Hugh Goldie was a Presbyterian missionary in Jamaica and Nigeria. Goldie was born in Kilwinning, Scotland, and was appointed as a lay missionary to Jamaica in 1840. In Jamaica he first worked as schoolmaster at Stirling, Westmoreland, with Rev. William Niven. In 1844 he moved to Negril, where he was more or less on his own. While in Jamaica he studied under William Jameson, subsequently a missionary in Calabar.
The Jamaica Missionary Presbytery ordained Goldie for service in Africa in 1846. He arrived in Calabar, in what is now southeastern Nigeria, in 1847. His first posting was in Duke Town, the largest of the Calabar communities. In 1856 he went to open a new work among the Efik, at Ikunetu, a settlement some distance up the Cross River, but in 1858 he returned to Calabar itself, succeeding Hope Masterton Waddell at Creek Town. In 1862 he brought out the first translation of the New Testament in Efik. His Efik-English dictionary was published two years later. He remained as “head of station” at Creek Town until his death. In 1890 he published an account of the Calabar mission up to that time. Goldie’s work on the Efik New Testament, with his long and successful ministry in Creek Town, makes him one of the founding fathers of the Presbyterian Church of Nigeria.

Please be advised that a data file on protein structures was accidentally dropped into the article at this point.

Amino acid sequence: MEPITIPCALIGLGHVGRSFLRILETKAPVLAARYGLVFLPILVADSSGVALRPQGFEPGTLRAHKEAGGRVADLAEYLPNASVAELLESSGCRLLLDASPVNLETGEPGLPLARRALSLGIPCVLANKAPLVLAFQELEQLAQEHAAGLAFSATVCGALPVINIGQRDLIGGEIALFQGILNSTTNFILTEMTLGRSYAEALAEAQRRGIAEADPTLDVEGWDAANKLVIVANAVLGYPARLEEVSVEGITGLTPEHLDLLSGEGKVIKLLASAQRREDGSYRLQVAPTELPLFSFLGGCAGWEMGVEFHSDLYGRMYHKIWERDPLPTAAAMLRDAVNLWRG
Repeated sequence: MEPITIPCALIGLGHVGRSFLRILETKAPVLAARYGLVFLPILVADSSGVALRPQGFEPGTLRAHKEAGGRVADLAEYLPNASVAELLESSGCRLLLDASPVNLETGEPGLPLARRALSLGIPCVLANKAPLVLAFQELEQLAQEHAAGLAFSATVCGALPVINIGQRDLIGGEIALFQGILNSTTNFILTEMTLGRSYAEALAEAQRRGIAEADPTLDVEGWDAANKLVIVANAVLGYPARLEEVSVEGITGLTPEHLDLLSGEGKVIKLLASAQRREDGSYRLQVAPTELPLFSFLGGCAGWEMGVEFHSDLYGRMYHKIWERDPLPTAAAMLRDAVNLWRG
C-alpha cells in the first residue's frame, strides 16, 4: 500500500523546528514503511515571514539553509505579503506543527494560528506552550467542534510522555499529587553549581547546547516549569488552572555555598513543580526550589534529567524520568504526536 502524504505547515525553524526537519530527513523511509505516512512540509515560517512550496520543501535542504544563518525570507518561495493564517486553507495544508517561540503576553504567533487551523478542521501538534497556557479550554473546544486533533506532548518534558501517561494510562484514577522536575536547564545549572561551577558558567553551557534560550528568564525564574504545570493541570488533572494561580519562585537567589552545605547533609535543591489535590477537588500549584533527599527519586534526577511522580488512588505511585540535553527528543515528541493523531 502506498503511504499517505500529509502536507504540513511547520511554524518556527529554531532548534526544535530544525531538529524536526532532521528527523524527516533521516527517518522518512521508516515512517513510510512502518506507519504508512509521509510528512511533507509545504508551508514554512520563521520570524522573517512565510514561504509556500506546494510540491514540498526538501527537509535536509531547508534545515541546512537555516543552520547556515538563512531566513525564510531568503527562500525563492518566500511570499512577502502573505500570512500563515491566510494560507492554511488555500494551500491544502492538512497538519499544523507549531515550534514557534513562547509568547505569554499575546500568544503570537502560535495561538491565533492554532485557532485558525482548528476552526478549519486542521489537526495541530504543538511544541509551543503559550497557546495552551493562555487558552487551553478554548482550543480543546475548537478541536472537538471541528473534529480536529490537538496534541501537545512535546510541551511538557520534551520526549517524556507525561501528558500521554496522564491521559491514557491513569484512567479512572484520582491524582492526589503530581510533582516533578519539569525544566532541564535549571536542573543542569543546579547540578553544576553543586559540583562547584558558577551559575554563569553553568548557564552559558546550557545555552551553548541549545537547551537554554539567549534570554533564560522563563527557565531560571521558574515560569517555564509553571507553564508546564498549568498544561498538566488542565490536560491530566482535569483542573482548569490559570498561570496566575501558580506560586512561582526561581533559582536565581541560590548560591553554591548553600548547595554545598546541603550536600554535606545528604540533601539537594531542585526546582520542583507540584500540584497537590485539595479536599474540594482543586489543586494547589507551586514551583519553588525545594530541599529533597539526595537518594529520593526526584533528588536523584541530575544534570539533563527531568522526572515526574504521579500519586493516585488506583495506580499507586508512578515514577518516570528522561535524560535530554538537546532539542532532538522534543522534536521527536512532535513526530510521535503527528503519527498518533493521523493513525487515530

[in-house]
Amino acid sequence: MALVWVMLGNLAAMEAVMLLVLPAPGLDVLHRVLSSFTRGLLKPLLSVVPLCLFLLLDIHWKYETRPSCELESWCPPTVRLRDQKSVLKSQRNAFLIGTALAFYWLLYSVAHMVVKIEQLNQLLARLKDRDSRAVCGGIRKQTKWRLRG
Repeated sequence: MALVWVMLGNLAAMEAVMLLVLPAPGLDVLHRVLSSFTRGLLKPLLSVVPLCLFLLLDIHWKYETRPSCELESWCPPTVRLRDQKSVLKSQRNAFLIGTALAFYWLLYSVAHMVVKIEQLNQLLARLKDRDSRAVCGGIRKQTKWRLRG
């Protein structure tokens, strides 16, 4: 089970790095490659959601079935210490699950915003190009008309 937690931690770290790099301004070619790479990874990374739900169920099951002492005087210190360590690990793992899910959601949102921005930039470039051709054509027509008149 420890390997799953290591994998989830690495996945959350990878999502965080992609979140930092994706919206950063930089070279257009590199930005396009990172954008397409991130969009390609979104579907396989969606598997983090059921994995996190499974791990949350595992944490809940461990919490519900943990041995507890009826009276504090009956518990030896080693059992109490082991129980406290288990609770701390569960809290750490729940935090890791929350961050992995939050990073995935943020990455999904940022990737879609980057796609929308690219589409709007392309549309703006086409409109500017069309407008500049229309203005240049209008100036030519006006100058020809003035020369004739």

Hugh Goldie, Calabar and Its Mission (1890, reissued in 1901) and Dictionary of the Efik Language (1862). Geoffrey Johnston, Of God and Maxim Guns: Presbyterianism in Nigeria, 1846-1966 (1988).
This article is reproduced, with permission, from Biographical Dictionary of Christian Missions, copyright © 1998, by Gerald H. Anderson, W. B. Eerdmans Publishing Company, Grand Rapids, Michigan. All rights reserved.